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|Systematic name||Sodium Chloride|
|Other names||Salt, Halide, Table Salt|
|Molar mass||58.442g/mol58.442 amu|
|Appearance||Crystalized and White|
|Density and phase||2.16 g/cm32.16 g/ml, solid|
|Solubility in water||35.9 g/100 ml (25°C)|
|Melting point|| 801°C1,074.15 K |
|Boiling point|| 1465°C1,738.15 K |
|Crystal structure||Face Centered Cubic|
|R/S statement|| R: none |
|Other anions||NaF, NaBr, Nal|
|Other cations|| LiCl, KCl, RbCl,|
CsCl, MgCl2, CaCl2
|Related Salts||Sodium Acetate|
| Except where noted otherwise, data are given for|
materials in their standard state (at 25 °C, 100 kPa)
Disclaimer and references
Sodium Chloride is a very important compound and it is used in thousands of ways in today's world. The molecular formula of Sodium Chloride is NaCl. Sodium Chloride is a combination of positively charged Sodium ions and negatively charged Chloride ions. Sodium Chloride is also known as Common Salt, Table Salt, Rock Salt, or Halite.
Sodium Chloride is also known as Salt, Table Salt, and Halite. It's molecular formula is NaCl, which are the symbols for Sodium and Chlorine on the Periodic Table of Elements. Sodium Chloride crystals are in cubic form. Table salt is just tiny cubes of sodium chloride tightly bound together through ionic bonding.  It is used for food seasoning, road ice melting, agriculture, and water conditioning, as well as thousands of other important uses. The molecular weight of Sodium Chloride is 58.442. The melting point is 801 degrees C, and its boiling point is 1465 degrees C. Sodium Chloride is an octahedral and its crystal structure is a face-centered cubic. The only main hazards of Sodium Chloride is that it can be irritant to the skin and it may sting when it comes in contact with an open sore or cut. Sodium Chloride is non-flammable. Sodium Chloride is very soluble in water, but not very soluble in other liquids. It is odorless, but has a very strong distinct taste. It's an ionic compound that is made up of equal numbers of + charged Sodium ions and - charged Chloride ions. When Sodium Chloride is melted or dissolved in water, the ions move freely. It can be decomposed into Sodium and Chlorine by passing electrical currents through it, a process called Electrolysis.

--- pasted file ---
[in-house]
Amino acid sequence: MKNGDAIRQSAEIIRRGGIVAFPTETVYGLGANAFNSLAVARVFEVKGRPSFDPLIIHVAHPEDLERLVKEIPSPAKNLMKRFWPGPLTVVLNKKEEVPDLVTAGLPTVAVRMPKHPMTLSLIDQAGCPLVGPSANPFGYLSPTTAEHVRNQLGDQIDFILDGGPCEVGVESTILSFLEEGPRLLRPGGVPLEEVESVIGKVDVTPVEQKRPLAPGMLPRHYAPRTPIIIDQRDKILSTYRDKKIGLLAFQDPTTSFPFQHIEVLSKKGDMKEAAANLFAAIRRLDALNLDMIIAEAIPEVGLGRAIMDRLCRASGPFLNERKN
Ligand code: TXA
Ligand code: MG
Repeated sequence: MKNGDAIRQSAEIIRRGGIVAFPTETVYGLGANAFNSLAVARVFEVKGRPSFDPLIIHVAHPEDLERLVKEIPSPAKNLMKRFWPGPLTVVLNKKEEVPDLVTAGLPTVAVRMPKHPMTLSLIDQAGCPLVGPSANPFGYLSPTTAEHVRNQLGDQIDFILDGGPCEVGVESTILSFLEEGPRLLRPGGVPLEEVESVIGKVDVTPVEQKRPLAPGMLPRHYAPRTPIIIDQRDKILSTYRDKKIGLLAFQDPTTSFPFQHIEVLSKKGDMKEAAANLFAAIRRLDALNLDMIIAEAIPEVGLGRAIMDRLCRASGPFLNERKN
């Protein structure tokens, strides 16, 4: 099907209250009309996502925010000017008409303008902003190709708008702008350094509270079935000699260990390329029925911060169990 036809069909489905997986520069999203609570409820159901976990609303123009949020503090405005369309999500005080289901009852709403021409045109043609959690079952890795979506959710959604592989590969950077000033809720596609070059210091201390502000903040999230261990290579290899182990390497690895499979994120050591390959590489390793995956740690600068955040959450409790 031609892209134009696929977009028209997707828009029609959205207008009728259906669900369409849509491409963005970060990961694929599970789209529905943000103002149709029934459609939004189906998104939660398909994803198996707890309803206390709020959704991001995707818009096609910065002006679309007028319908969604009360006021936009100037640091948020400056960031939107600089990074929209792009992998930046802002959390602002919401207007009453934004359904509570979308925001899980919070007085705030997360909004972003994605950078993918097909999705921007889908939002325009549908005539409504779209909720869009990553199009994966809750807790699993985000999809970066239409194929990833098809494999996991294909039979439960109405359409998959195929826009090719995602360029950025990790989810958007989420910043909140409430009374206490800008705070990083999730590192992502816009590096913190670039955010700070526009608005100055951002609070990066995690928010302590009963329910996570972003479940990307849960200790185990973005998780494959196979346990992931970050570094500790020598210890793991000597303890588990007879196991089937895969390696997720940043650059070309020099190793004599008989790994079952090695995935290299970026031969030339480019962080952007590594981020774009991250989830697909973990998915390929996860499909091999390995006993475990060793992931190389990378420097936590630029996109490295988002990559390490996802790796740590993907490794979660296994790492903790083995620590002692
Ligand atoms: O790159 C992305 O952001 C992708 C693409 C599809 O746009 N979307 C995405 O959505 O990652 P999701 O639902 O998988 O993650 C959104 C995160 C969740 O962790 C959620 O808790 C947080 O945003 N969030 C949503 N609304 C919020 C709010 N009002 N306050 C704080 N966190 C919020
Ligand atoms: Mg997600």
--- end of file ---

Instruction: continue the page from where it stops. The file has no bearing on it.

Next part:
Sodium Chloride is very abundant and occurs naturally. It is found in the mineral Halite (also known as rock salt) as well as in mixed evaporates in salt lakes. Sea water contains 2.7% by weight salt, and constitutes about 80% of the dissolved minerals in sea water.  The Dead Sea, located between Israel and Jordan, is the saltiest body of water on the earth. The Salt concentration in the dead sea is 34%! This extremely high content of salt makes it impossible for any plants or animals to live in it, hence its name, The "Dead" Sea. One interesting fact about the Dead Sea is that, because of its extremely high salt concentration, swimmers are able to float in it very easily. The Dead Sea is known for its "floaters", and there are many well known pictures of people floating on their backs reading a newspaper.
Sodium Chloride has more than 14,000 uses in today's world. According to a 2006 survey by the National Science Teachers Association, the major uses of salt in the United States are 59% for Highway, 17% for Water Conditioning, 9% for Chemical, 8% for Food Grading, and 7% for Agriculture. 
Salt is one of the most effective ways to ensure winter road safety for cars. Road Salt trucks distribute salt all over the United States during the winter time in order to melt ice that builds up on the roads. Without sodium chloride, there would be thousands more road accidents during the winter time because cars would be mostly unable to drive without slipping and crashing into property, pedestrians, and other cars.
Another great use for Sodium Chloride is as a feedstock for the production of chemicals. The chlor-alkali industry uses salt to produce chlorine and caustic soda. It is also used to make sodium chlorate and metallic sodium by electrolysis, and sodium sulfate and hydrochloric acid by reacting with sulfuric acid.
Halite Crystals (NaCl mineral)
- What is Salt? Salt Institute
- Sodium Chloride Properties Factmonster
- Sodium Chloride (NaCl) azom.com
- The Dead Sea Salt Lake, Israel Oren Shatz
- The Many Uses of Salt The National Science Teachers Association